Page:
51. The method of claim 50, wherein turning off the lighting load further comprises turning off the lighting load when the sensor has detected the absence of an occupant in the space in both the first and second modes of operation, and turning on the lighting load further comprises turning on the lighting load when the sensor has detected the presence of the occupant in the space only in the first mode of operation.
52. The method of claim 50, further comprising:
operating in the first mode of operation during daylight hours; and
operating in the second mode of operation during nighttime hours.
53. The method of claim 49, wherein the first mode of operation comprises a normal mode and the second mode of operation comprises an afterhours mode.
Description
CROSS-REFERENCE TO RELATED APPLICATIONS

This application is a non-provisional application of commonly-assigned U.S. Provisional Application Ser. No. 61/147,325, filed Jan. 26, 2009, entitled LIGHTING CONTROL SYSTEM HAVING AN IMPROVED AFTERHOURS MODE, the entire disclosure of which is hereby incorporated by reference.

BACKGROUND OF THE INVENTION

1. Field of the Invention

The present invention relates to a load control system comprising a plurality of load control devices for controlling the amount of power delivered to a plurality of electrical loads from an alternating-current (AC) power source, and more particularly, to a lighting control system, which has sensors for detecting the presence and absence of an occupant and automatically changes between two modes of operation.

2. Description of the Related Art

Typical prior art load control systems are operable to control the amount of power delivered to an electrical load, such as, a lighting load or a motor load, from an alternating-current (AC) power source. A lighting control system generally comprises a plurality of control devices coupled to a communication link to allow for communication between the control devices. The control devices of a lighting control system include lighting control devices (e.g., dimmer circuits, electronic ballasts, or light-emitting diode drivers) operable to control the amount of power delivered to the lighting loads (and thus, the intensity of the lighting loads) in response to digital messages received across the communication link. In addition, the control devices of a lighting control system often include one or more keypad devices that transmit commands across the communication link in order to control the loads coupled to the lighting control devices.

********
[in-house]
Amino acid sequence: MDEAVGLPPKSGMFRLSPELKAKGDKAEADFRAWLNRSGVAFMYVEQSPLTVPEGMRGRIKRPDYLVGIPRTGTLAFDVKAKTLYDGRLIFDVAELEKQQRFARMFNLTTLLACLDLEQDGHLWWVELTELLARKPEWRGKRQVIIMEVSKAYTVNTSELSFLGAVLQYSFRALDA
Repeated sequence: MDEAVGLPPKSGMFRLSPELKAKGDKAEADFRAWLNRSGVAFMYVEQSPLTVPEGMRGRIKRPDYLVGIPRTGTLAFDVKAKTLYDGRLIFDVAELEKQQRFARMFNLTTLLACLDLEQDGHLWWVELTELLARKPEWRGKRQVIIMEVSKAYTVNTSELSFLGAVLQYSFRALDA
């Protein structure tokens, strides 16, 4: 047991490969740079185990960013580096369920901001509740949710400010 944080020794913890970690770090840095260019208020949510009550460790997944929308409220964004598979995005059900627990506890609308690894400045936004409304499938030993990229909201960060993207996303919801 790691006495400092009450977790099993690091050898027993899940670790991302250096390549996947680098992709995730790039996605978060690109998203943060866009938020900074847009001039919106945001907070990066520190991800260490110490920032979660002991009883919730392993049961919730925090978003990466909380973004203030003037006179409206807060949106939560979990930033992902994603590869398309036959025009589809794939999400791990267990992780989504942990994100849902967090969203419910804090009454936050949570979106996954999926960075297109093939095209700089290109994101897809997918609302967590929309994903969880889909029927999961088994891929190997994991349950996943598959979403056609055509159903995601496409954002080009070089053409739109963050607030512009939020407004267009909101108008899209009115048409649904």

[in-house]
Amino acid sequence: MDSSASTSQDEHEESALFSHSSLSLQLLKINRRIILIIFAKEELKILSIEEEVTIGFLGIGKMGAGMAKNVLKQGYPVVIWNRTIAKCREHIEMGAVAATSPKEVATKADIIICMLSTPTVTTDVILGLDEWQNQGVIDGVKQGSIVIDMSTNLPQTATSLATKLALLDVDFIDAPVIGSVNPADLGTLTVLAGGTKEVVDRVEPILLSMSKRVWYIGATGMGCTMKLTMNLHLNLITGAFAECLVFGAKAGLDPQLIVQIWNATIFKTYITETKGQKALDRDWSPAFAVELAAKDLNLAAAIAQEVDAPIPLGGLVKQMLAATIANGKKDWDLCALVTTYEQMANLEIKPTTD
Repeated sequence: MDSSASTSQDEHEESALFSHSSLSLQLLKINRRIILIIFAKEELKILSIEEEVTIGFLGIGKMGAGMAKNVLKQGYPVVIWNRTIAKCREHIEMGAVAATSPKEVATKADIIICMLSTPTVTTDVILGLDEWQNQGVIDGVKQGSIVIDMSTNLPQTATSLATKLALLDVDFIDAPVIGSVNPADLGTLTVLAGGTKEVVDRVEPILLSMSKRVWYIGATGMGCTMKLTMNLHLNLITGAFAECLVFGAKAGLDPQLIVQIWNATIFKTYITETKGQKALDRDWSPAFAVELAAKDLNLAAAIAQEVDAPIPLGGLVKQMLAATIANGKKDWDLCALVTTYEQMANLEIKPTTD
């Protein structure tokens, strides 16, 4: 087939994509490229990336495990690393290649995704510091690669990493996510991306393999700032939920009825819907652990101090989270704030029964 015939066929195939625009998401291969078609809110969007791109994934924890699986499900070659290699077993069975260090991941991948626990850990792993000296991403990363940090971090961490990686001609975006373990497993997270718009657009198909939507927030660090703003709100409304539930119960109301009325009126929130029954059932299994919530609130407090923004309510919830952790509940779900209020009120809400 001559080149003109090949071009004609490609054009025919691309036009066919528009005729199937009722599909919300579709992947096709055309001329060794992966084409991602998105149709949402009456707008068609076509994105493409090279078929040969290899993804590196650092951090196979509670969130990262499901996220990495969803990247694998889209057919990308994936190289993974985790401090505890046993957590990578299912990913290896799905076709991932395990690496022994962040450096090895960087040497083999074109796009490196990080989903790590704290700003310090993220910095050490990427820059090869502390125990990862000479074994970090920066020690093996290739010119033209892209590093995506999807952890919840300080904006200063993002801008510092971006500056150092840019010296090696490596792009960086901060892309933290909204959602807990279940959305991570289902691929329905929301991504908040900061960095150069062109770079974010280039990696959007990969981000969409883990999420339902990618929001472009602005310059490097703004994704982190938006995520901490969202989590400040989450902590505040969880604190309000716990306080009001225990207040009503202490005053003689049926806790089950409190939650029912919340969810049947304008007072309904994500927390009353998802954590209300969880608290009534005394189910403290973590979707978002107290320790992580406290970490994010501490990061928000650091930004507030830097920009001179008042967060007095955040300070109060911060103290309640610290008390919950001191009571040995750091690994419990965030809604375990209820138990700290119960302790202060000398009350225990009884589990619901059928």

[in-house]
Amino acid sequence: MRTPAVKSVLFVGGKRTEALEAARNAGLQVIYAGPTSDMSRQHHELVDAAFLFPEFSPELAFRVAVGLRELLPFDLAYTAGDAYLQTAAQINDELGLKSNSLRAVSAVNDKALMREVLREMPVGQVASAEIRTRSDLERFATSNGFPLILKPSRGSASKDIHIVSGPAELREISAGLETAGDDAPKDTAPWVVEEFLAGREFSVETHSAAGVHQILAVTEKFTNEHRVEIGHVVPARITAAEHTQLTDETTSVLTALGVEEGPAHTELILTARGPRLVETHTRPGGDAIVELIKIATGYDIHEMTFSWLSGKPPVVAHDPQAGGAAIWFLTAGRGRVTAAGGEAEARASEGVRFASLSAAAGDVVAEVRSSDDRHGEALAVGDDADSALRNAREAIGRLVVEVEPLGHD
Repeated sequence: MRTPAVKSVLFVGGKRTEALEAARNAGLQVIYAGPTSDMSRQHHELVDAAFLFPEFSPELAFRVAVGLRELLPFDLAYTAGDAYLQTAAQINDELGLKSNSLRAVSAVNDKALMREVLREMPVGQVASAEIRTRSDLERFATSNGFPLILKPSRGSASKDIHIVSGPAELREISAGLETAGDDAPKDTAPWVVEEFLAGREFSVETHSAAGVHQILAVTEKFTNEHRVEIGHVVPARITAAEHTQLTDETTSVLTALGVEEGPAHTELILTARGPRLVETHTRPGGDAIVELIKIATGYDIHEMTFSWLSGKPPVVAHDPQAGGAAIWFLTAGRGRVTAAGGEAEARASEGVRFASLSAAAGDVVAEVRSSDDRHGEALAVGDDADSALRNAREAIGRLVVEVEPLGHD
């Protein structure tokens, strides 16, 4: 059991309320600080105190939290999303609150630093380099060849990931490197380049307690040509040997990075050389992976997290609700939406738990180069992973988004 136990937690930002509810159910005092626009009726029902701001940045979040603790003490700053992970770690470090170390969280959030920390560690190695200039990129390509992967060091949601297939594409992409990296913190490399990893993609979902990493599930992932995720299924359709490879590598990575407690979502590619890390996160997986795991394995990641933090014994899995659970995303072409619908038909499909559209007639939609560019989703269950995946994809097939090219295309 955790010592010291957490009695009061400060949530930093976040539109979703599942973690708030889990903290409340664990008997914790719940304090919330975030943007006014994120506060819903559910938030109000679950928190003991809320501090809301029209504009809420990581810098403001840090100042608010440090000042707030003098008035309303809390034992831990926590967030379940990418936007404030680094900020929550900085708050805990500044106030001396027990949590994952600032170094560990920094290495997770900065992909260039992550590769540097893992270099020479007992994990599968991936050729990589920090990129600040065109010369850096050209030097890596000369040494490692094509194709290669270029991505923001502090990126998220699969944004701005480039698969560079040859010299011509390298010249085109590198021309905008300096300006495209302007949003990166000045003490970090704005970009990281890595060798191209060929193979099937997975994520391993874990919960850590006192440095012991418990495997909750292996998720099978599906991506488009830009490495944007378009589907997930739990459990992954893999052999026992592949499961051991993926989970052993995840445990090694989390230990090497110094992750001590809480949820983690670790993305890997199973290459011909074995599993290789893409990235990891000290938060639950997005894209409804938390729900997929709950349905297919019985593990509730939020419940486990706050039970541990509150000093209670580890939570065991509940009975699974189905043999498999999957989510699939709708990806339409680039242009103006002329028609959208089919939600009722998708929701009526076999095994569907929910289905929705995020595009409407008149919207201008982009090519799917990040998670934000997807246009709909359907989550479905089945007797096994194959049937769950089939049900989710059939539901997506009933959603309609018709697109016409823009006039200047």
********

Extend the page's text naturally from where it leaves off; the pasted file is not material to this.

In order to conserve energy, some prior art lighting control systems for commercial buildings provide an “afterhours” mode, which may be activated during hours when a building is typically not occupied, for example, during “non-work” hours, such as, from 6 P.M. to 7 A.M. When operating in the afterhours mode, the lighting control system turns off the lighting loads in most workspace areas of the building to save energy. Only a minimum number of lighting loads (such as, emergency or safety lighting) is typically illuminated in the building during afterhours mode. If an employee needs to occupy one or more of the workspace areas, the employee may use a manual control, such as, actuating a button of a keypad device, to turn on all of the lights in the workspace area. To ensure that the lights do not stay on for longer than required, the lighting control system turns the lights off (except for the emergency or safety lighting) after a predetermined amount of time from when the lights were turned on (e.g., one hour). Before turning off the lights (e.g. a short period of time before turning off the lights, such as, five minutes), the lighting control system blinks the lights in the workspace area to alert the employee that the lights will be turning off soon. The employee may then manually actuate a button of the keypad to cause the lights to stay on for another hour. The requirement to manually actuate the buttons of the keypad to keep the lights on is undesirable since this action may be disruptive to the employee.

To provide energy savings, some lighting control systems have included occupancy or vacancy sensors, which are used to detect occupancy or vacancy conditions in the area around the sensor to thus control the lighting loads of the lighting control system. An occupancy sensor typically operates to turn on lighting loads when the occupancy sensor detects the presence of an occupant in the space (i.e., an occupancy event) and then to turn off lighting loads when the occupancy sensor detects that the occupant has left the space (i.e., a vacancy event). A vacancy sensor only operates to turn off lighting loads when the vacancy sensor detects a vacancy condition in the space. Therefore, when using a vacancy sensor, the lighting loads must be turned on manually (e.g., in response to an actuation of a button of a keypad). In prior art lighting control systems, each sensor has been configured as either an occupancy sensor or a vacancy sensor. Typically, the sensors are configured as occupancy sensors during normal work hours (i.e., when the lighting control system is not in the afterhours mode), such that the lights of the lighting control system are only turned on when the workspace areas are occupied. The occupancy sensors may be disabled in the afterhours mode, such that, for example, security guards do not inadvertently cause the lights (other than the emergency or safety lights) to be unnecessarily turned on after work hours.

Thus, there exists a need for a lighting control system having an afterhours mode in which occupancy or vacancy sensors do not need to be disabled and in which the occupant does not need to repetitively actuate a button of a keypad (e.g., once every hour) in order to keep the lights on.

SUMMARY OF THE INVENTION